Get the right HVAC air filter. The best HVAC air filters from CR’s tests did an excellent job of removing dust, pollen, and smoke from a room. Consumer Reports recommends looking for a filter with a high MERV (minimum efficiency reporting value) rating, which signifies an air filter’s effectiveness. A MERV rating of 13 is the highest rating you’ll find for most of the popular residential HVAC filter sizes.
Clear away combustibles. Move flammable materials at least 5 feet from your home, decks, and overhangs. Move wood piles at least 30 feet away. Avoid outdoor furniture that can easily catch fire, such as wicker or hardwood. For more ideas, check out this guide on creating a defensible space around your property from the California Department of Forestry and Fire Protection (CalFire).
Keep the yard clean. Regularly remove fallen leaves, dead plants, and pine needles in gutters, under decking, and within 30 feet of your home. Trim tree branches to at least 10 feet from your chimney and other trees, and remove branches over your roof. Use stone or gravel mulches, not organic ones. Keep your grass cut to no higher than 4 inches.
Landscape with fire in mind. Plants with lots of waxes, oils, and resins are not good choices because they’re more likely to catch fire, CalFire says. And certain types of plants, such as those with a higher moisture content in the leaves, are better suited to resist fire. But where you place your plants—and how well you prune, maintain, and clean up dead and dry foliage—is just as important. "Landscaping practices . . . can have a greater impact on whether a plant ignites than does the type of plant it is," CalFire advises. Rather than choosing from a list of fire-resistant plants, check with a landscape contractor, experts at a local nursery, or your county’s cooperative extension service on what works best for your yard, the agency recommends.Hardscape right. When designing an outdoor landscape, create fire breaks out of gravel and stone walls.
Rethink building materials. Consider noncombustible siding materials, such as fiber cement, brick veneer, and stucco, the Insurance Institute for Business & Home Safety (IBHS) recommends. For decks, opt for a metal-joist substructure. If you have a wood or vinyl fence, replace the section next to your house—at least 5 feet—with metal; fire often spreads from home to home via fences and decks, the IBHS says.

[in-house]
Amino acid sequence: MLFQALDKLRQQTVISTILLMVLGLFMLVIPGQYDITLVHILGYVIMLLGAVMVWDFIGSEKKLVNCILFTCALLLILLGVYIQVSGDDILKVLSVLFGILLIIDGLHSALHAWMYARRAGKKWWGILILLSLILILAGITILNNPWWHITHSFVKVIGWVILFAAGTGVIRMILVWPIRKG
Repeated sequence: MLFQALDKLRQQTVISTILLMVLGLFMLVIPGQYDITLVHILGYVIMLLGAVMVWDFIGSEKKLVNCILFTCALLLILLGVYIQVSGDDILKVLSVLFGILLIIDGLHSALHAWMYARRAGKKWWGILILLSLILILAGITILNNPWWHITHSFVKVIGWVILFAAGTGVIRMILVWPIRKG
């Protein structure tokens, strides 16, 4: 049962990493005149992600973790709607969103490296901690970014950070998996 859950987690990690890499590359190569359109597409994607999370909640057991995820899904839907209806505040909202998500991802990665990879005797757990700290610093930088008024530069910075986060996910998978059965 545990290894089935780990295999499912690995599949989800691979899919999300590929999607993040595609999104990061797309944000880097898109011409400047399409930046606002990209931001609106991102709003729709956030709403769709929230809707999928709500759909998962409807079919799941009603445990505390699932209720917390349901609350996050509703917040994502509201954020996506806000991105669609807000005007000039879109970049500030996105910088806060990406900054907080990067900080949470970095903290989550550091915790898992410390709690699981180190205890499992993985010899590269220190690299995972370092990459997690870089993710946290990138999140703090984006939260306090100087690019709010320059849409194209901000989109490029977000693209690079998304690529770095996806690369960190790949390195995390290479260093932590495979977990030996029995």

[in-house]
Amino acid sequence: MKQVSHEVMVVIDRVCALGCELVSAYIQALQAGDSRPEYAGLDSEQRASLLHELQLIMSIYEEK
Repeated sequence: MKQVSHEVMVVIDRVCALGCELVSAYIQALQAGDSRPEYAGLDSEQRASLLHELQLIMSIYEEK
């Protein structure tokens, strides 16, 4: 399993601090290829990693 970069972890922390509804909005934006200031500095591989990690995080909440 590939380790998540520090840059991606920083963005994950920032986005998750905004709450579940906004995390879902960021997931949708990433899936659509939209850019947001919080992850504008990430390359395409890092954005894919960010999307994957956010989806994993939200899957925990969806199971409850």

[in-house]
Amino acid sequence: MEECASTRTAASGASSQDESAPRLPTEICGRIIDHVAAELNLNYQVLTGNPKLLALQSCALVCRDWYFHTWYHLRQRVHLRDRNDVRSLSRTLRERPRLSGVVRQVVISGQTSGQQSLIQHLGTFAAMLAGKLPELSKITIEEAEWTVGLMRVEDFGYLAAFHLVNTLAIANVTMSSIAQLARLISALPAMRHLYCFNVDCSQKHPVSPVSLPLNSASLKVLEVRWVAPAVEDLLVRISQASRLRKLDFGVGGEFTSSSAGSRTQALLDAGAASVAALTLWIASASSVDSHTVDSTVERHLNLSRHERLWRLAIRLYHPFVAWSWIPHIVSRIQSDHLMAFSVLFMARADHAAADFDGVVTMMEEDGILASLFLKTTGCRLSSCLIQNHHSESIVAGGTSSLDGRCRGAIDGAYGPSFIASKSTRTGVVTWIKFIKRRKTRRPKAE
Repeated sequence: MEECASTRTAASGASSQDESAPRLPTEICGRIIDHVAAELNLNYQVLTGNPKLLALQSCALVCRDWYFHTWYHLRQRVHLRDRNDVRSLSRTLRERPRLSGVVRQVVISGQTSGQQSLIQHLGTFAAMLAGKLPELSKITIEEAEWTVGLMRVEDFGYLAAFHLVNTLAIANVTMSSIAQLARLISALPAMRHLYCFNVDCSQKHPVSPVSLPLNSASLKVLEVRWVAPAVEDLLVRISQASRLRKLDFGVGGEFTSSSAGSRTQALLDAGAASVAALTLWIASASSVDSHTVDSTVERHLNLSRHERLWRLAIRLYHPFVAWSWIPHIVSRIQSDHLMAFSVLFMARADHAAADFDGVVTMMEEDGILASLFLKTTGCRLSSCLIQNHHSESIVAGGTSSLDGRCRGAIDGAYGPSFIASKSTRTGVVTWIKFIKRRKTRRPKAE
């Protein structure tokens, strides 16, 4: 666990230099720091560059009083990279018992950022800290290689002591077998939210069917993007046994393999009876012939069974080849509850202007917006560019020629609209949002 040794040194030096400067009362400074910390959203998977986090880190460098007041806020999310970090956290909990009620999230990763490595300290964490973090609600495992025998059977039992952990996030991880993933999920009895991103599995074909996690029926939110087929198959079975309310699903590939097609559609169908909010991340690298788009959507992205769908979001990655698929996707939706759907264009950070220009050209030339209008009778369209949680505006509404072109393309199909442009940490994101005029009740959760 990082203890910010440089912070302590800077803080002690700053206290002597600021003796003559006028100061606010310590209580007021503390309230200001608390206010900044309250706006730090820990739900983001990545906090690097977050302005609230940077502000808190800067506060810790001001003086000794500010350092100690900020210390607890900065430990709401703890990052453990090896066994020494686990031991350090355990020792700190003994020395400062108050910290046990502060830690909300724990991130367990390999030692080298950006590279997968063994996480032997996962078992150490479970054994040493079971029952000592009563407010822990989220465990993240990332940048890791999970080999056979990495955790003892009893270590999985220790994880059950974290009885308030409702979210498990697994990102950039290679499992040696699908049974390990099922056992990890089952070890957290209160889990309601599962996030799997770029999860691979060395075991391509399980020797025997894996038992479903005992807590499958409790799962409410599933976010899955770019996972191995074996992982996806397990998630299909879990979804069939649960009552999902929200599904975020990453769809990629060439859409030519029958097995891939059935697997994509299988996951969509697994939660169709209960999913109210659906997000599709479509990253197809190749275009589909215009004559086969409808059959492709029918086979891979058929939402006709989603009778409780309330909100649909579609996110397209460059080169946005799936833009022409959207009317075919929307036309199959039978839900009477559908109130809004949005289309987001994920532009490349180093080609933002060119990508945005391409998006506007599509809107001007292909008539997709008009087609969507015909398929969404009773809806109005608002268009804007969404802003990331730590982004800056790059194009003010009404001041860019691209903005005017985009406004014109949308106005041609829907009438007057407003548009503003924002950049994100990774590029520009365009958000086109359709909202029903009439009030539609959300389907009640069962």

Upgrade the roof. This part of your house is your first line of protection against wind-borne embers. Make sure your new roofing material is labeled Class A—the highest fire-resistance rating. (Those materials can include asphalt shingles, metal sheets, and concrete or clay tiles.) Replacing a very old roof can help you save on your homeowners coverage, by the way; a PolicyGenius analysis found major insurers charging from 12 to 40 percent more for a 20-year-old roof vs. a new one. For the best options, check CR’s ratings of asphalt roofing shingles.
Tobie Stanger is a senior editor at Consumer Reports, where she has been helping readers shop wisely, save money, and avoid scams for more than 30 years. Most recently, her home- and shopping-related beats have included appliance and grocery stores, generators, homeowners and flood insurance, humidifiers, lawn mowers, and luggage—she also covers home improvement products like flooring, roofing, and siding. During off-hours, she works on her own fixer-upper and gets her hands dirty in the garden. Follow her on Twitter @TobieStanger.Make an evacuation plan. Plan alternate evacuation routes. Keep your gas tank filled. Practice packing and fleeing.Learn to shut off your utilities. Have more than one escape from your home.Keep smoke detectors up to date. Install escape ladders.Keep N95 masks available for going outside.Invest in an effective air purifier. Get the right HVAC air filter.Clear away combustibles.Keep the yard clean. Landscape with fire in mind.Hardscape right.Rethink building materials.Upgrade the roof.